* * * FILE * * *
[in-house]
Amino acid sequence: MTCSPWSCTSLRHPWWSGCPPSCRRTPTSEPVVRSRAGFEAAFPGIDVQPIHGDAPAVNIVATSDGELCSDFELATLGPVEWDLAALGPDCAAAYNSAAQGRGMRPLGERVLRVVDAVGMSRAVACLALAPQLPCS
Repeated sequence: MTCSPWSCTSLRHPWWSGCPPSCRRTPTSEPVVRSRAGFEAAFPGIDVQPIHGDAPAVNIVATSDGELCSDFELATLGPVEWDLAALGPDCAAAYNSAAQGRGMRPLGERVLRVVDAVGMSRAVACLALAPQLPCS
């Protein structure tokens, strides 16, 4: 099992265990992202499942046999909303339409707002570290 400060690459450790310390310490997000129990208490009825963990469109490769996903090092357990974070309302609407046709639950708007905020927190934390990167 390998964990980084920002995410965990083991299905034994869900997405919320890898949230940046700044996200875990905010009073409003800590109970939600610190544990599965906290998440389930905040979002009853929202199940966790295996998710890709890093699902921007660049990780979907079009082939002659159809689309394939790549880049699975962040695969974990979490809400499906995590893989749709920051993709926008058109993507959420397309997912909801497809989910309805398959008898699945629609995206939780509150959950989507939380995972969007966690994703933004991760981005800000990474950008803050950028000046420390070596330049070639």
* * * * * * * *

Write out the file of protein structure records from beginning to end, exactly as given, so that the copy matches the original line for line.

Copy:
[in-house]
Amino acid sequence: MTCSPWSCTSLRHPWWSGCPPSCRRTPTSEPVVRSRAGFEAAFPGIDVQPIHGDAPAVNIVATSDGELCSDFELATLGPVEWDLAALGPDCAAAYNSAAQGRGMRPLGERVLRVVDAVGMSRAVACLALAPQLPCS
Repeated sequence: MTCSPWSCTSLRHPWWSGCPPSCRRTPTSEPVVRSRAGFEAAFPGIDVQPIHGDAPAVNIVATSDGELCSDFELATLGPVEWDLAALGPDCAAAYNSAAQGRGMRPLGERVLRVVDAVGMSRAVACLALAPQLPCS
């Protein structure tokens, strides 16, 4: 099992265990992202499942046999909303339409707002570290 400060690459450790310390310490997000129990208490009825963990469109490769996903090092357990974070309302609407046709639950708007905020927190934390990167 390998964990980084920002995410965990083991299905034994869900997405919320890898949230940046700044996200875990905010009073409003800590109970939600610190544990599965906290998440389930905040979002009853929202199940966790295996998710890709890093699902921007660049990780979907079009082939002659159809689309394939790549880049699975962040695969974990979490809400499906995590893989749709920051993709926008058109993507959420397309997912909801497809989910309805398959008898699945629609995206939780509150959950989507939380995972969007966690994703933004991760981005800000990474950008803050950028000046420390070596330049070639």